home Latest News A massive blackout hit New York City 40 years ago today — here's what it looked like – Business Insider

A massive blackout hit New York City 40 years ago today — here's what it looked like – Business Insider

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NYC blackout 1977AP Photo/Suzanne Vlamis

On July 13, 1977—40 years ago today—at approximately 9:36 p.m., New York City was plunged into darkness. Trains screeched to a halt, airports were shut down and baseball games were forced to postpone.

A lightning strike hit near Consolidated Edison’s Indian Point Nuclear Power Plant in Westchester County roughly 36 miles north of Manhattan, the New York Times reported the next day, setting off a destructive chain of events. Two other strikes from the same storm system overloaded substations and transmissions lines.

An hour later, the entire city’s electrical system shut down.

Traffic was virtually non-existent, but hundreds of fires raged throughout the night, especially in Brooklyn where arson and looting were rampant.

A congressional study released a year later estimated the total damage at $300 million.

Luckily, news photographers and their analog cameras were still hard at work documenting the day. Here’s what the blackout looked like from the streets:

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Manhattan’s famous skyline became a silhouette when all five boroughs lost electricity around 9:30 pm on July 13, 1977

Manhattan's famous skyline became a silhouette when all five boroughs lost electricity around 9:30 pm on July 13, 1977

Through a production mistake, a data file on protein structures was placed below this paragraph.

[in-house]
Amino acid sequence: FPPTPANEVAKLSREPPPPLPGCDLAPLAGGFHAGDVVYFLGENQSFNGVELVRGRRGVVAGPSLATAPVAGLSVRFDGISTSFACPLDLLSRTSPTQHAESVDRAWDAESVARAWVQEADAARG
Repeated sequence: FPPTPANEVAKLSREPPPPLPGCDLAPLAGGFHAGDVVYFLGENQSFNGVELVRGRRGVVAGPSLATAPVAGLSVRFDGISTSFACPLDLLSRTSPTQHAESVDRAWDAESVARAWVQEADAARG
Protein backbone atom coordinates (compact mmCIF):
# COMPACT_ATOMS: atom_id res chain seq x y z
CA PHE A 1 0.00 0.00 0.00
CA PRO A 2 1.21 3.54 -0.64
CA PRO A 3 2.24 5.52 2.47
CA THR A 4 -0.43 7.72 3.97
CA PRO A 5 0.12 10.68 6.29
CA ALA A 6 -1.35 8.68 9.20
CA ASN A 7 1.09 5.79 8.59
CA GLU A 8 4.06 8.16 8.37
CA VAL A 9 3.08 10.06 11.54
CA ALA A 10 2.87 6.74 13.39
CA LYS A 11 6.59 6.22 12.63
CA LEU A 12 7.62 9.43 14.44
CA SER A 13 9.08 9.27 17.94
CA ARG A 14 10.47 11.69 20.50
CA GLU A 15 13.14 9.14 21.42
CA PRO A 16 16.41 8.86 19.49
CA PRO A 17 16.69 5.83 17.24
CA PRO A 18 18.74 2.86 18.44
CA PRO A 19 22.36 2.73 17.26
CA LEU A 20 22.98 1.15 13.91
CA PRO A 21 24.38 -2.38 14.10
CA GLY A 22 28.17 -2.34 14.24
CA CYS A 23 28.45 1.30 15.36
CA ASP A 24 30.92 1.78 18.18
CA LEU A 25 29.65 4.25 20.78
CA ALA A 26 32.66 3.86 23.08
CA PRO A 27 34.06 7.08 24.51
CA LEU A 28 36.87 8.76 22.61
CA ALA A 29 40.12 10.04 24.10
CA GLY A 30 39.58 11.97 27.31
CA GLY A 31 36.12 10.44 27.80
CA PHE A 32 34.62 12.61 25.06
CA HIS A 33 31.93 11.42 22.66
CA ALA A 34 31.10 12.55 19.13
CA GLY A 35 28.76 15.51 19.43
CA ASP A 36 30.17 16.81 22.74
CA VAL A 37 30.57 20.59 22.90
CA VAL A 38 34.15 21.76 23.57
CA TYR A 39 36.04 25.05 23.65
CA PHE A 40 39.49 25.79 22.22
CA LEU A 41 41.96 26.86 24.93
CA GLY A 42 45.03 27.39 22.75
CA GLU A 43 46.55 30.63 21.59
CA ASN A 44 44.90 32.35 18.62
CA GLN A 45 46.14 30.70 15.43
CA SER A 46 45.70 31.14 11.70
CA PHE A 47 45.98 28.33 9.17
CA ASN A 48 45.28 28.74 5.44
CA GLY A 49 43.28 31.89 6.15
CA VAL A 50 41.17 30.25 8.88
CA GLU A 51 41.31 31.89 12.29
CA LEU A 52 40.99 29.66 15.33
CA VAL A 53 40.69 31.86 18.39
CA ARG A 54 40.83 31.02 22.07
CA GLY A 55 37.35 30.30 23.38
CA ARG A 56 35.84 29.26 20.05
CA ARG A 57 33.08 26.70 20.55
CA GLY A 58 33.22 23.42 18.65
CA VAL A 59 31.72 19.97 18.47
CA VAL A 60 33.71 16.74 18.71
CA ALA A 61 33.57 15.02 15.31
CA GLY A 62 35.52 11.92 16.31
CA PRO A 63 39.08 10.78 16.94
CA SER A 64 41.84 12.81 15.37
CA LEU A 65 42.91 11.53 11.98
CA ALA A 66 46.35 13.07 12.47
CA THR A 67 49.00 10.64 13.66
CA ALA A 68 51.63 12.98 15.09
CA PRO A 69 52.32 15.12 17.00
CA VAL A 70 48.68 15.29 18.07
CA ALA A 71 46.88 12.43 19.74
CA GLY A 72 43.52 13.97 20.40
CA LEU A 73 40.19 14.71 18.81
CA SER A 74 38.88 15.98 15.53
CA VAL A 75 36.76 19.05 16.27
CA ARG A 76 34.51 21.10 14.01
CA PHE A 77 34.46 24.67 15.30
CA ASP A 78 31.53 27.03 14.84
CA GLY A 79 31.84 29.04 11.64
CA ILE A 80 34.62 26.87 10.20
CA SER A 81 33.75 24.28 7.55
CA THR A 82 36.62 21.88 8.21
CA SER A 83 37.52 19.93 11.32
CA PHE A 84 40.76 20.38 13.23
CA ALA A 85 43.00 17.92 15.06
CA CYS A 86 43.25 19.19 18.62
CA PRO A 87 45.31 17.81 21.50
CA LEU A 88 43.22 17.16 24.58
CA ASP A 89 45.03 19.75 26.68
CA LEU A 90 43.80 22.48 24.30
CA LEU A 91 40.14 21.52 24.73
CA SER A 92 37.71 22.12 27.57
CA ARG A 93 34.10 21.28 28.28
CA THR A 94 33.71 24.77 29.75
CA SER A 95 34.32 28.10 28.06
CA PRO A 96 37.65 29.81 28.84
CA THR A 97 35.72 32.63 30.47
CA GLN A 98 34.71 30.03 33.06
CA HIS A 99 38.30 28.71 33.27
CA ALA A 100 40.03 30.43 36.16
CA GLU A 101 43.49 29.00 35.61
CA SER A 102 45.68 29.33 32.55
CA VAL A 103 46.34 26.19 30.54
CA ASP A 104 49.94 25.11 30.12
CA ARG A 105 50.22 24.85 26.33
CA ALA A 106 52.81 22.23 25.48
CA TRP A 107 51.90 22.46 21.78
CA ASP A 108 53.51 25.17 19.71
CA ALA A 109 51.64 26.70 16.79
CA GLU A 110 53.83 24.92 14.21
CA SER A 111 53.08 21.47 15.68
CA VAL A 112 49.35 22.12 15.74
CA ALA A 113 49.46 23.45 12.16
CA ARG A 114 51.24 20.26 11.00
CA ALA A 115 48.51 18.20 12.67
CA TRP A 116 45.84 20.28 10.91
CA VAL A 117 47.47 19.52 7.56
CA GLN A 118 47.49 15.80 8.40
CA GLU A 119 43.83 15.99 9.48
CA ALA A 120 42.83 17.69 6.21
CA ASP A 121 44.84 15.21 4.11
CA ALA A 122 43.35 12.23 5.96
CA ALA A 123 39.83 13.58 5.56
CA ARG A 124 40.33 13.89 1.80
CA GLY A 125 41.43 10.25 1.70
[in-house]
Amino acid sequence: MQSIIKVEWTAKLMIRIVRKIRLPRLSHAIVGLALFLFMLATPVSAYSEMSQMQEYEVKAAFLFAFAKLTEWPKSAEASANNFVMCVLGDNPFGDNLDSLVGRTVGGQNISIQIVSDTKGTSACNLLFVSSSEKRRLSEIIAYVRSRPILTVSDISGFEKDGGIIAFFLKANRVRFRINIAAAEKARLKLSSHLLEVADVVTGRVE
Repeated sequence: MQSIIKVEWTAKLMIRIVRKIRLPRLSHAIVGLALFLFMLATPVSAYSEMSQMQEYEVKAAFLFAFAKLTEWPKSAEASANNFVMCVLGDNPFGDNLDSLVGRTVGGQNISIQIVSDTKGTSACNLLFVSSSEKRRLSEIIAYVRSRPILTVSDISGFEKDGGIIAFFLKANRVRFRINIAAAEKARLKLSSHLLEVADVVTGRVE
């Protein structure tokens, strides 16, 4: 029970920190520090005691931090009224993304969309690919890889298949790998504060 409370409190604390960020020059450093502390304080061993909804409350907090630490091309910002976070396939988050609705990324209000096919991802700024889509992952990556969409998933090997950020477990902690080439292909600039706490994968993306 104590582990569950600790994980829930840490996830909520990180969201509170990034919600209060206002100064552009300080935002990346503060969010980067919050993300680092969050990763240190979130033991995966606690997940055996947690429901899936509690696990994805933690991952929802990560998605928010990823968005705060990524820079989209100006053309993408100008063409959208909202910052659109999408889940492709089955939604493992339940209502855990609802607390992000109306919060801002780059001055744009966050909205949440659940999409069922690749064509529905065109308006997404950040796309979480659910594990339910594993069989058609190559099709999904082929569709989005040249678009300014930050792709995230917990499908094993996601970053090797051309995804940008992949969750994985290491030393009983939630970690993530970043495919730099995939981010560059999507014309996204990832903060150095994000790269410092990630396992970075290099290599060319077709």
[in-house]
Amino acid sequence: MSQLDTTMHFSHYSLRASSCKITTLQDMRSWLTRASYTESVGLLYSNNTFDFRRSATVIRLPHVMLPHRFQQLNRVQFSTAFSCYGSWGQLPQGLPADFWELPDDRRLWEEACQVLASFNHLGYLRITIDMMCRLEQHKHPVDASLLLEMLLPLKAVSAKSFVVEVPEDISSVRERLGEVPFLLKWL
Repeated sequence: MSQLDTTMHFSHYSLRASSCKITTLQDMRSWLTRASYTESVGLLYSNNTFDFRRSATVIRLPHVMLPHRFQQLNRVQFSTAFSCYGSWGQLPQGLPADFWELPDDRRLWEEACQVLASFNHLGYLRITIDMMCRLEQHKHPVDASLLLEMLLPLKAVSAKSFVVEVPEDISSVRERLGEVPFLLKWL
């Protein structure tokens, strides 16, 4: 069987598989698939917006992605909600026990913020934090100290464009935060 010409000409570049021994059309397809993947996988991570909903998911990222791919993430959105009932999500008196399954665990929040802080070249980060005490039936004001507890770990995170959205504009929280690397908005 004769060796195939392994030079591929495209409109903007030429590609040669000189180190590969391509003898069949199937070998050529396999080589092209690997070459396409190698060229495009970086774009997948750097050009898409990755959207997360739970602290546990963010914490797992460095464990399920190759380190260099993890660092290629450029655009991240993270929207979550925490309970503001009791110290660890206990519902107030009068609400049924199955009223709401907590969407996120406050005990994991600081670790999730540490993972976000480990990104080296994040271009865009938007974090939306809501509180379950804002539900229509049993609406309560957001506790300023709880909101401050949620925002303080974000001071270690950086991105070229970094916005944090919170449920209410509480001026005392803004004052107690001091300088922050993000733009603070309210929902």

AP Photo/Suzanne Vlamis

Commuters waiting on trains home were stranded at Grand Central Terminal after the power failure.

Commuters waiting on trains home were stranded at Grand Central Terminal after the power failure.

(AP Photo/Carlos Rene Perez

The station’s famous opal-faced clock kept the correct time, but the larger one behind it is stuck on the time it lost power.

The station's famous opal-faced clock kept the correct time, but the larger one behind it is stuck on the time it lost power.

AP Photo/Steve Oualline

In Queens, the Mets and Cubs were six innings deep when the lights at Shea Stadium went out. The game was postponed until next month, when the Cubs won by a single run.

In Queens, the Mets and Cubs were six innings deep when the lights at Shea Stadium went out. The game was postponed until next month, when the Cubs won by a single run.

AP Photo/Ray Stubblebine

Seen from across the river in New Jersey, only the base of the World Trade Center’s twin towers flickered with light.

Seen from across the river in New Jersey, only the base of the World Trade Center's twin towers flickered with light.

AP Photo/LM

New Yorkers that had been out were forced to walk home through empty streets.

New Yorkers that had been out were forced to walk home through empty streets.

Brian Alpert/Keystone/Getty Images

But others opted to take advantage of the situation.

But others opted to take advantage of the situation.

AP Photo/Suzanne Vlamis

Drinkers in a midtown Manhattan bar continued their drinking by candlelight.

Drinkers in a midtown Manhattan bar continued their drinking by candlelight.

AP Photo/Steve Oualline

These revelers don’t seem to be too downtrodden by the blackout.

These revelers don't seem to be too downtrodden by the blackout.

AP Photo/Steve Oualline

The outage didn’t stop the Plaza Hotel’s famous Palm Court from continuing dinner service.

The outage didn't stop the Plaza Hotel's famous Palm Court from continuing dinner service.

AP Photo/Calvin C. Cook